Sugarrae published an interesting study on her blog a couple months ago. It’s entitled You Don’t Need SEO to Rank in Google. It basically shows that increasing your traffic can help your rankings. Usually we think of it backwards. We do SEO to increase our traffic, but if you have a knack for attracting visitors without doing SEO, your rankings will improve as a by product. read more
Tags: online marketing, SEO, Sunday Morning SEO, traffic
November 25, 2008
Recession or no, people surely won’t stop reading the Gawker Media sites, and as long as Denton & Co. can continue to sell ads on a CPM basis, they should be able to ride this one through. October is another record high, according to the network site, clocking in at 297 million pageviews, and 22 million unique visitors. Crazy.
More at the Gawker Media site, and over at Quantcast.
Tags: blog network, Gawker Media, traffic
November 12, 2008
Why do you participate in social media services and networks?
When people talk about Digg and co, very often they are discussing a traffic tactic. You can get a healthy spike of thousands of visitors with a front page link, which is cool, but …
Are bloggers killing social media? read more
Tags: promotion, Social Media, traffic
October 23, 2008
Weblogs, Inc, the blog network founded by Jason “I’m not blogging anymore” Calacanis, is doing well under AOL’s ownership. In a presentation, published by TechCrunch on Docstoc, they show massive growth since 2005. Just to illustrate, in 2005 Weblogs, Inc had a estimated revenue of $6 million and 4 employees. In 2008, the same numbers are $30 million and 26 employees. Add a massive traffic increase, with a unique visitor growth of 994% between October 2005 and August 2008, and the success story that is Weblogs, Inc just seems all the more impressive.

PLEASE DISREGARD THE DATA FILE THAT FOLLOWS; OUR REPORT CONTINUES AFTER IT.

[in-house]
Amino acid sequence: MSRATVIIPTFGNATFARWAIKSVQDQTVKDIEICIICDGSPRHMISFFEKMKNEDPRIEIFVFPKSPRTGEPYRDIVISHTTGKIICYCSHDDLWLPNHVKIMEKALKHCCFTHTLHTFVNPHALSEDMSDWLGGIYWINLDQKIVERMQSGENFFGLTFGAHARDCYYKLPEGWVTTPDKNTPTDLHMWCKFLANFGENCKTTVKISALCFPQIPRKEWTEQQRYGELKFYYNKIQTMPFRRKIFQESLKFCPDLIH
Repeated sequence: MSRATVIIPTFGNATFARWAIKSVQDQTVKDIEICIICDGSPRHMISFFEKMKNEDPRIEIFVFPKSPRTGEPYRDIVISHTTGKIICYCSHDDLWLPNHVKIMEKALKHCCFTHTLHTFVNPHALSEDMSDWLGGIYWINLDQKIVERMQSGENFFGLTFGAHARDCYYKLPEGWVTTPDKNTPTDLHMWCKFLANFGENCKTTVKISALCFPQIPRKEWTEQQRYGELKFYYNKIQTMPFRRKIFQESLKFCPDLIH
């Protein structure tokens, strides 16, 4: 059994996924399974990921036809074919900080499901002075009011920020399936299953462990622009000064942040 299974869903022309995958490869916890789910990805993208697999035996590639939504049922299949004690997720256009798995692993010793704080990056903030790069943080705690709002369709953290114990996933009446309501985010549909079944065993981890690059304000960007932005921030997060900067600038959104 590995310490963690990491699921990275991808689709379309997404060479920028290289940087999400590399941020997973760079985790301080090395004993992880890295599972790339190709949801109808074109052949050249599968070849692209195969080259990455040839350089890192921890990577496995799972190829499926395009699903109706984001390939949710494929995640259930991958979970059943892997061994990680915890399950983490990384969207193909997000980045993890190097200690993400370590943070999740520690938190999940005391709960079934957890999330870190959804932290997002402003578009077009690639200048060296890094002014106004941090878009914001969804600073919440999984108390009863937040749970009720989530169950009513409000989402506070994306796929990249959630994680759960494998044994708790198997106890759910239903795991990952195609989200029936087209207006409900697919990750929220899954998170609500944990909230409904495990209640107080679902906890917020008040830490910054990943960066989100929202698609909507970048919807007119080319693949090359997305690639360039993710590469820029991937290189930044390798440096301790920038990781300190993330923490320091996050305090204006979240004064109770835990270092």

Of course, the growth is possibly due to the fact that the blogosphere by itself have had a massive growth during this period as well, with blogs going mainstream and getting the recognition they deserve (and sometimes don’t), but numbers are numbers, and they generally don’t lie.
Check out the full presentation for more number crunching. It’s just 10 pages and mostly pictures, so it’s very accessible. It also shows how much larger Weblogs, Inc is when compared to both Gawker Media’s network, and b5media.
Tags: AOL, blog network, traffic, weblogs inc
September 24, 2008
While attending the How to Hire a Professional Blogger For Your Business session at Blog World Expo, it was very interesting to learn that you have to know your performance numbers and how they work in order to really understand what it takes to make money as a hired blogger.
As part of this series on what you need to know about hiring a professional blogger and being hired, let’s look at what the pros had to say about performance numbers and metrics and what you need to know before you go pro.
Gregory Go of About.com Guide to Online Business made it clear to the crowded room about how the numbers drive payment and drives success when it comes to paying a blogger. “If you are looking to make money blogging for a company or blog network, you have to understand the metrics.”
Gregory listed three key web analytics that should be used to set a price for paying a blogger.
- Consistency – Word Count Metric: Number of posts per week or month published with a minimum word count per post.
- Internal Metrics: Numbers based upon direct interaction and actions such as comment count, feed or newsletter subscribers, and direct sales generated.
- External Metrics: Performance compared to the general Internet/blogosphere metrics. This includes page view counts and referrer or inbound links.
While few pay solely based upon one of these three metrics, most blogs and blog networks compensate bloggers based upon a combination of these numbers. read more
Tags: blog jobs, blog work, blogger pay scale, blogger payment, bloggers for hire, finding a blogging job, hiring bloggers, how much to pay bloggers, how to hire a blogger, metrics, page views, paid bloggers, pay per post, performance metrics, professional blogger, Professional Blogging, referrals, statistics, traffic, word count, working as a blogger, working bloggers